Thursday, December 10, 2009

Haimson on Paul Robeson Faze-Out: EIS of Paul Robeson HS; unbelievable!

This is even more incredible than the last EIS I read:

http://schools.nyc.gov/NR/rdonlyres/F0043783-8608-433C-855E-99228622A268/73549/17K625Robeson_EIS1.pdf

There are no other schools currently located in K625. The 2008-2009 target utilization rate of K625 was 102%. It has a capacity of 1,155…..

10/31/2009 ATS Active Register): 1,020

Beginning in the 2010-2011 school year, Paul Robeson High School (17K625, “Robeson High School”), an existing school serving grades 9-12, will be phased-out of operation. Robeson High School is housed in school building K625 (hereinafter referred to as “K625”), located at 150 Albany Avenue, Brooklyn in Community School District 17 (“District 17”). There are no other schools currently located in K625. The 2008-2009 target utilization rate of K625 was 102%. It has a capacity of 1,155.

In the 2010-2011, Robeson High School will begin phasing out one grade per year. Grade 9 will be eliminated in 2010-2011, grade 10 will be eliminated in 2011-2012, and grade 11 will be eliminated in 2012-2013. Robeson High School will close in June 2013.

….. Due to the school’s failure to make significant progress, the DOE now proposes this phase-out and eventual closure. At this time there is no plan for the use of space made available by the phase-out and closure of Robeson High School.

Community Ramifications

Approximately 1,020 high school seats will be eliminated by the phase-out of Robeson High School. However, the majority of those seats will be recovered with the phase-in of new schools throughout the City and available seats in existing high schools….

Current Robeson High School students enrolled in grade 9 for the first time will have the opportunity to participate in the citywide high schools admissions process so that they can begin in a different school for grade 10 in September 2010 (pending satisfactory completion of promotion criteria and grade 10 seat availability). Current Robeson High School grade 10 students and students who are repeating grade 9 are encouraged to meet with their guidance counselors to explore their options for the 2010-2011 school year. There are sufficient high school seats in Brooklyn and Citywide to accommodate students that would have attended Robeson.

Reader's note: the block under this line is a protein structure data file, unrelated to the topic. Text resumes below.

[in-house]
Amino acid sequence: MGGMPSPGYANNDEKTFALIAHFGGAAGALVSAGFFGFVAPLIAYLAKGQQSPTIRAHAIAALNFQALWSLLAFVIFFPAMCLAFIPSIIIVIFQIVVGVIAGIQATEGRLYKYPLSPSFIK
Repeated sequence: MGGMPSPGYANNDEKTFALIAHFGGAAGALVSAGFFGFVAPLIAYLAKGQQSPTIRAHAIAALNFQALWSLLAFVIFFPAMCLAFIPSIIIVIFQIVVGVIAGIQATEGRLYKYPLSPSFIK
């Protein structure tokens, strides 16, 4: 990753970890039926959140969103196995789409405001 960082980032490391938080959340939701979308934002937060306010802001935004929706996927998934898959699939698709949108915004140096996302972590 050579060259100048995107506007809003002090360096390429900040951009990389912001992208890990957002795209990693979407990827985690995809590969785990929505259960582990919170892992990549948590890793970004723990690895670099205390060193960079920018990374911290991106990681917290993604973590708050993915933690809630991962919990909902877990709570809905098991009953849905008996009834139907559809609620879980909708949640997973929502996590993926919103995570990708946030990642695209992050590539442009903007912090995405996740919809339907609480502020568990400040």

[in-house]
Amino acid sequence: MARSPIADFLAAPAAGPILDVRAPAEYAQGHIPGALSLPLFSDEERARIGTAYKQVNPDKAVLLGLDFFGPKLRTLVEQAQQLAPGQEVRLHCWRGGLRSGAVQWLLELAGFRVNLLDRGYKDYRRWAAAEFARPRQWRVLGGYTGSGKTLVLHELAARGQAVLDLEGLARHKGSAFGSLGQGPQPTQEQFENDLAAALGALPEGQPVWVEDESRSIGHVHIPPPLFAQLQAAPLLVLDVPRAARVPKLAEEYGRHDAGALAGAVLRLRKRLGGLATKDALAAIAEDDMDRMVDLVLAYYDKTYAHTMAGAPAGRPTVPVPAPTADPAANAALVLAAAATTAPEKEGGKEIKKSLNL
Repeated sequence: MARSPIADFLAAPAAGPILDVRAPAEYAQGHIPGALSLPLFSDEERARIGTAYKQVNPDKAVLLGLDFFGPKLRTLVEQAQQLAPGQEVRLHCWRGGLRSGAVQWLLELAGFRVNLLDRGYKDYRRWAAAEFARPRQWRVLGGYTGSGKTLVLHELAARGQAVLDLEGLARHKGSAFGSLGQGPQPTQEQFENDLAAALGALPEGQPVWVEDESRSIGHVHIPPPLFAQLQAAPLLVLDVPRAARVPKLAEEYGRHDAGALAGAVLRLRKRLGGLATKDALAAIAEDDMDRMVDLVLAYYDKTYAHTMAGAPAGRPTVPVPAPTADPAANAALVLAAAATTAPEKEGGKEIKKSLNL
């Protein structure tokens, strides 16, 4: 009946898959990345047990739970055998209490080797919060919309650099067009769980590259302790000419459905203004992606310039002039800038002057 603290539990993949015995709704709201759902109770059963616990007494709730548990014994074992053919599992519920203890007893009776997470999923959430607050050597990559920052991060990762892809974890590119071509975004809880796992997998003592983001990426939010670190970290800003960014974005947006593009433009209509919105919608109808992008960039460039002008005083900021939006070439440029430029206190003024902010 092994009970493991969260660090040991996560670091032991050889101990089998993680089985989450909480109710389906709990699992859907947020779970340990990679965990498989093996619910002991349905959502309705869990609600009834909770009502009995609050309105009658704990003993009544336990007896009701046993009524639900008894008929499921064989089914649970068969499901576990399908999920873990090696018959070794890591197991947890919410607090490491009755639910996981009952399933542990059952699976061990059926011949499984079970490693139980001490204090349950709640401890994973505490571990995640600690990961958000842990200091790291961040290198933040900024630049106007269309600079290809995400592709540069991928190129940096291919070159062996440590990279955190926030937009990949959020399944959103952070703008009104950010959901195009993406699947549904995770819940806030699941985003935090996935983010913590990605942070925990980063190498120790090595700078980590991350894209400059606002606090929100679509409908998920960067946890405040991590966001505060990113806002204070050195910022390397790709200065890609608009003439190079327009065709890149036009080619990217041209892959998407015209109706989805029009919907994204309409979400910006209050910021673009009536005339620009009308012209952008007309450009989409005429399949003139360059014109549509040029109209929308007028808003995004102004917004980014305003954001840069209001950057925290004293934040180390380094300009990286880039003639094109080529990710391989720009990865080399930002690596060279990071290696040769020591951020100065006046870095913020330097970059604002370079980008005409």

There are sufficient high school seats in Brooklyn and Citywide? As of last school year, 57% of our HS students attended overcrowded buildings at or over 100% utilization – 167,000 students, according to the DOE “blue book”, which most experts (and principals) believe underestimates the level of overcrowding at schools.

In Brooklyn, more than 50% of HS students attended overcrowded buildings -- nearly 44,000. Where are all these kids going to attend school? This is horrific and unbelievable.

And Look at this:

Personnel

All administrative staff and non-pedagogical positions at Robeson High School will be eliminated over the course of the phase-out and eventual closure.

All teaching positions at Robeson High School will be eliminated over the course of the phase-out. However, the elimination of these assignments will not necessarily result in an overall loss of teaching positions within the citywide system due to transfers to other existing assignments and the creation of additional pedagogical positions with the phase-in of new schools.

Never is it mentioned the huge cost to the system of putting all those teachers on ATR – on full salary but not assigned to regular classrooms anywhere. What could possibly be the purpose of this?


ED NOTE: Could the answer be an expectation that the ATR problem will be eliminated? My reading is that there will be no contract without some give on the ATRs. I'll get into more of this in an upcoming post.


1 comment:

  1. Is it really ever a good idea to close a school. I mean really, is it? I would understand if they beat and abused their students, but any institution already set up to take up the massive challenge of educating the scores of children out there who need an education would be better off being threatened by renovation rather than closure.

    ReplyDelete

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